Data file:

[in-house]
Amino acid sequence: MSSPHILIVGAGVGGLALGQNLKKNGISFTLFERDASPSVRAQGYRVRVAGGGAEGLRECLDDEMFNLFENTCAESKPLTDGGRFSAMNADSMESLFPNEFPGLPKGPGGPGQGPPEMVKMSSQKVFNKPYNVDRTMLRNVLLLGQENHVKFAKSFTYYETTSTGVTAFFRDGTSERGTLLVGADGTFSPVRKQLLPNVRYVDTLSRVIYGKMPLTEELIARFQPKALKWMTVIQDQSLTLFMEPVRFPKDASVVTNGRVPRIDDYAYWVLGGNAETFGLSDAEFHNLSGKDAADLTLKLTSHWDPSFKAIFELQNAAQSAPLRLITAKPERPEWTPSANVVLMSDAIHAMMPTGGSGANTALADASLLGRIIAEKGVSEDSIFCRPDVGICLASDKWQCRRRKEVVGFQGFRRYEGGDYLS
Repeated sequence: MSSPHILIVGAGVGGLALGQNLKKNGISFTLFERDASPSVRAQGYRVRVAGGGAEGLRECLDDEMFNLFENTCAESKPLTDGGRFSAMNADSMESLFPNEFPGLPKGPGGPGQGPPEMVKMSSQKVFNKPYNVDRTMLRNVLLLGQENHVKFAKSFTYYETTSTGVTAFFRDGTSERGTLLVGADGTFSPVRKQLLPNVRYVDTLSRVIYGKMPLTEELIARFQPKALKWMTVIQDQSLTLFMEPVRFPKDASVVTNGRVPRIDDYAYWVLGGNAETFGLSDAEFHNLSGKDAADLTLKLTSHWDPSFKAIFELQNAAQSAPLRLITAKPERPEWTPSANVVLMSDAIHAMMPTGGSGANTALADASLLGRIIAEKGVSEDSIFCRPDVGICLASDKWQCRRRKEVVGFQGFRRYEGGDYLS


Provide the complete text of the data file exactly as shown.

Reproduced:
[in-house]
Amino acid sequence: MSSPHILIVGAGVGGLALGQNLKKNGISFTLFERDASPSVRAQGYRVRVAGGGAEGLRECLDDEMFNLFENTCAESKPLTDGGRFSAMNADSMESLFPNEFPGLPKGPGGPGQGPPEMVKMSSQKVFNKPYNVDRTMLRNVLLLGQENHVKFAKSFTYYETTSTGVTAFFRDGTSERGTLLVGADGTFSPVRKQLLPNVRYVDTLSRVIYGKMPLTEELIARFQPKALKWMTVIQDQSLTLFMEPVRFPKDASVVTNGRVPRIDDYAYWVLGGNAETFGLSDAEFHNLSGKDAADLTLKLTSHWDPSFKAIFELQNAAQSAPLRLITAKPERPEWTPSANVVLMSDAIHAMMPTGGSGANTALADASLLGRIIAEKGVSEDSIFCRPDVGICLASDKWQCRRRKEVVGFQGFRRYEGGDYLS
Repeated sequence: MSSPHILIVGAGVGGLALGQNLKKNGISFTLFERDASPSVRAQGYRVRVAGGGAEGLRECLDDEMFNLFENTCAESKPLTDGGRFSAMNADSMESLFPNEFPGLPKGPGGPGQGPPEMVKMSSQKVFNKPYNVDRTMLRNVLLLGQENHVKFAKSFTYYETTSTGVTAFFRDGTSERGTLLVGADGTFSPVRKQLLPNVRYVDTLSRVIYGKMPLTEELIARFQPKALKWMTVIQDQSLTLFMEPVRFPKDASVVTNGRVPRIDDYAYWVLGGNAETFGLSDAEFHNLSGKDAADLTLKLTSHWDPSFKAIFELQNAAQSAPLRLITAKPERPEWTPSANVVLMSDAIHAMMPTGGSGANTALADASLLGRIIAEKGVSEDSIFCRPDVGICLASDKWQCRRRKEVVGFQGFRRYEGGDYLS